The losers in that ferocious competition will be high-cost producers around the world. But the largest loser will be North American oil and gas producers: the United States and Canada.
Of course, any prediction is hedged with uncertainty. But this scenario, emerging from the Nature Energy modeling exercise, as by far the most likely. On the consumer side, cost incentives are increasingly unambiguous. Within five to 10 years, the case for fossil fuel consumption will be harder and harder to make. Once decarbonization takes hold, what will dominate the remaining oil and gas markets is leading OPEC members' ultra-low cost base.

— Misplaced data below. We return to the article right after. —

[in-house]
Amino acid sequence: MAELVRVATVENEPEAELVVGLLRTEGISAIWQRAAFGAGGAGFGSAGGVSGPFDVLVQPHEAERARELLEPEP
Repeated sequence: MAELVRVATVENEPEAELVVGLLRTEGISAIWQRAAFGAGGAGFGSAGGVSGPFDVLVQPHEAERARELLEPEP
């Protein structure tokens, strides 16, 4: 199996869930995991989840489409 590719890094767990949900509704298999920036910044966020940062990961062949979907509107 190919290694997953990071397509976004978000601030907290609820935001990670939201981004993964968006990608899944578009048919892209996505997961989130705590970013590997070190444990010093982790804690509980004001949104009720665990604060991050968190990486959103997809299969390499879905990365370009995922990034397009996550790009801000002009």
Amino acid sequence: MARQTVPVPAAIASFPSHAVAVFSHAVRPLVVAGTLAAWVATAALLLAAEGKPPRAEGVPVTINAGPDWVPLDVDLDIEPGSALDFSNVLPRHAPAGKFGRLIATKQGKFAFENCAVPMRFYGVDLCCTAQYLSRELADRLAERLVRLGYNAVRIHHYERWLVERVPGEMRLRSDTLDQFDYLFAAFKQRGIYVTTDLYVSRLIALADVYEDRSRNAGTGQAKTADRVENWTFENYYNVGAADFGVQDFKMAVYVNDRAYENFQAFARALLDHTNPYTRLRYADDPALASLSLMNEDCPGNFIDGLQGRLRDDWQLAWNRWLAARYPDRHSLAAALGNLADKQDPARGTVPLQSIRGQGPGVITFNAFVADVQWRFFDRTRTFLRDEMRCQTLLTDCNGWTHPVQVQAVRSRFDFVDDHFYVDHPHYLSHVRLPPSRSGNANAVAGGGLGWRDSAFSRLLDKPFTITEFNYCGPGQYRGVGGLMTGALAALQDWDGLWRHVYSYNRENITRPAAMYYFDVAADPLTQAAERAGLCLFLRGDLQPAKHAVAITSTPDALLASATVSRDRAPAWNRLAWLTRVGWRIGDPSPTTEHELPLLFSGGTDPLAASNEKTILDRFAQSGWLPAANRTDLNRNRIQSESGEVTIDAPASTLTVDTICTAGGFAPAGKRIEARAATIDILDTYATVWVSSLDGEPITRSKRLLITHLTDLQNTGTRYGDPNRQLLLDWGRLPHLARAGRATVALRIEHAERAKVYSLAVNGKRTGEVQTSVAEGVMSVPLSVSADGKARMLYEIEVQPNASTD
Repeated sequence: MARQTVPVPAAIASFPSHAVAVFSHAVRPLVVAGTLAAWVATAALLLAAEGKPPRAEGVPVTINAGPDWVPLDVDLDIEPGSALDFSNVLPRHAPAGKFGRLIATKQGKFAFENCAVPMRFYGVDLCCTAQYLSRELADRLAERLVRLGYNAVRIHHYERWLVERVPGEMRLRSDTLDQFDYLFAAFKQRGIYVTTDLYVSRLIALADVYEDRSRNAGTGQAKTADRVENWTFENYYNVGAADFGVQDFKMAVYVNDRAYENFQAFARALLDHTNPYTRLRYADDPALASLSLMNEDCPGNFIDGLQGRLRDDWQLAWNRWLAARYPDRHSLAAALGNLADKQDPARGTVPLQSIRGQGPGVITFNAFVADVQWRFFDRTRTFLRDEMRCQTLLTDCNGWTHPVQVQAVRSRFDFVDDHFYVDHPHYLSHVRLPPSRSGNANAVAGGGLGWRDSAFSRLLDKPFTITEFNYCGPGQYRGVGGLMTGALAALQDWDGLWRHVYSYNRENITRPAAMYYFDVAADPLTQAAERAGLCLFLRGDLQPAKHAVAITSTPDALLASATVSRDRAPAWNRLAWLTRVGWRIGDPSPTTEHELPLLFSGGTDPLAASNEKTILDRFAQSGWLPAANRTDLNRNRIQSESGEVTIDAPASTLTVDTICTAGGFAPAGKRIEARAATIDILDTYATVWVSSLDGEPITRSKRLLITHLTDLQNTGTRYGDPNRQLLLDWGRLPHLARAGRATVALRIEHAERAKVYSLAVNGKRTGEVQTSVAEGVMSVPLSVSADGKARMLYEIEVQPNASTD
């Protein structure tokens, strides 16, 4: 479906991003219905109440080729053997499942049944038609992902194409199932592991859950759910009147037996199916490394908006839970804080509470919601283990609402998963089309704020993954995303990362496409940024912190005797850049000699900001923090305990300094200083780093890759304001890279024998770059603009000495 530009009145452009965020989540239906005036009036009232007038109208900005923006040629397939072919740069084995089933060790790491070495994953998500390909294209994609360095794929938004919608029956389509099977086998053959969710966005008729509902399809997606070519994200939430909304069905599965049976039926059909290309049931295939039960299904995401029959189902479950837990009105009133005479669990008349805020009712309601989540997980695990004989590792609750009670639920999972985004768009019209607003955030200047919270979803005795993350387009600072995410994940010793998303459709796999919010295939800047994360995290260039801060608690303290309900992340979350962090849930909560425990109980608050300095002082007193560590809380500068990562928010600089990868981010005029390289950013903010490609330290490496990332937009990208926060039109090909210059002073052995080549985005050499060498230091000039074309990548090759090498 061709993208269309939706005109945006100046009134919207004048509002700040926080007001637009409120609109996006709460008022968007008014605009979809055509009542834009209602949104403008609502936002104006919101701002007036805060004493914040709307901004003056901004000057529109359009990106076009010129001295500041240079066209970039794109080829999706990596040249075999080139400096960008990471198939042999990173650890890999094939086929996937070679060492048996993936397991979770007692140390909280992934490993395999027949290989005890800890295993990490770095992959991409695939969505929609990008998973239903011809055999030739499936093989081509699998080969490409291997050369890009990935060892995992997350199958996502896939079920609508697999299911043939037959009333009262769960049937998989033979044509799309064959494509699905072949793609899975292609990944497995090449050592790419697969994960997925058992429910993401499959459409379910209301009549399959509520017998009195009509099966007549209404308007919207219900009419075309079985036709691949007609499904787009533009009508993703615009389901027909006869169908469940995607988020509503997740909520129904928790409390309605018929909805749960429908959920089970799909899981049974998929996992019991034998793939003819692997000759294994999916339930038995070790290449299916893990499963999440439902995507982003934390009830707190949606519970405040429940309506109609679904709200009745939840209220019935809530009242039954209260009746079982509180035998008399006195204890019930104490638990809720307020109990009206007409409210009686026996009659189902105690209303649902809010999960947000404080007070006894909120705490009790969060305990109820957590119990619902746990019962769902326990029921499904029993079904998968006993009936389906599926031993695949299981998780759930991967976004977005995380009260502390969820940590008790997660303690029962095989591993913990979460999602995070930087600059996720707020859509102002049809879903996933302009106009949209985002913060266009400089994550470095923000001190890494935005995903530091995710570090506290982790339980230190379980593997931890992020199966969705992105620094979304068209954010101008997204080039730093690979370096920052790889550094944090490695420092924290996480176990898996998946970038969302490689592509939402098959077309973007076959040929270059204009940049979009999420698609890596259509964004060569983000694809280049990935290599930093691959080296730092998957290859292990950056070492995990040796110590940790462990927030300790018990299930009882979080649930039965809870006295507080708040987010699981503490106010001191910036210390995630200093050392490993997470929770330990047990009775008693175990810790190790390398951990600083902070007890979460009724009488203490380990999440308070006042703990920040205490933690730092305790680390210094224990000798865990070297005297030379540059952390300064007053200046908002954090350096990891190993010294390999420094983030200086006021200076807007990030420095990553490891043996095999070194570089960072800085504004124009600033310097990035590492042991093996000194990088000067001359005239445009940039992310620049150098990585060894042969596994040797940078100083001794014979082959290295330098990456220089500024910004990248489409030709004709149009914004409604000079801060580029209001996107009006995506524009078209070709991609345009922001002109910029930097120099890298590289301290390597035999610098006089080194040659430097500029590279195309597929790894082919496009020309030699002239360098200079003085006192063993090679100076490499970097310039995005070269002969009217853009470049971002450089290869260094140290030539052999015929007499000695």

In short, as Kerry declares, the world is undoubtedly facing an industrial revolution, but for the United States, the consequences are highly ambiguous. This is not a question that can be separated from politics.
When the United States celebrated and encouraged the shale sector's expansion, it gave fortune a hostage. A proactive, foresighted policy would have sought, if not to bar the industry's expansion, then at least to warn against its risks and remove any incentive to the misallocation of capital. Instead, first the Obama and then the Trump administration cheered the expansion on. At its peak, the industry added a full percentage point to US growth. Now, according to Nature Energy paper, it is not a question of whether but only of when those assets become stranded.
How will the United States react?